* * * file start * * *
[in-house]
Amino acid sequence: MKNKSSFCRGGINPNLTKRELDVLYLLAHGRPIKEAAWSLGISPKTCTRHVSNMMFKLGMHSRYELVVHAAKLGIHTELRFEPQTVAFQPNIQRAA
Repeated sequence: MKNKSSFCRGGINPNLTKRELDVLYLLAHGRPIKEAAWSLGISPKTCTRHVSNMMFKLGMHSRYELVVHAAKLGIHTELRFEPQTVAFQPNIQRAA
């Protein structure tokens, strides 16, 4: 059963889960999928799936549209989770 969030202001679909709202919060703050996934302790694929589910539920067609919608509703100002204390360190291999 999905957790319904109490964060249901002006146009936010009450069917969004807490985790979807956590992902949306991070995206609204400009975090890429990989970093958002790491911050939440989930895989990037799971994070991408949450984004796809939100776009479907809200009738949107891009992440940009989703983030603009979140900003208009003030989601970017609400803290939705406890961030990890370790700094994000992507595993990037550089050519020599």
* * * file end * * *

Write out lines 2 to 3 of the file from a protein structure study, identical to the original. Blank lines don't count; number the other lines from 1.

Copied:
Amino acid sequence: MKNKSSFCRGGINPNLTKRELDVLYLLAHGRPIKEAAWSLGISPKTCTRHVSNMMFKLGMHSRYELVVHAAKLGIHTELRFEPQTVAFQPNIQRAA
Repeated sequence: MKNKSSFCRGGINPNLTKRELDVLYLLAHGRPIKEAAWSLGISPKTCTRHVSNMMFKLGMHSRYELVVHAAKLGIHTELRFEPQTVAFQPNIQRAA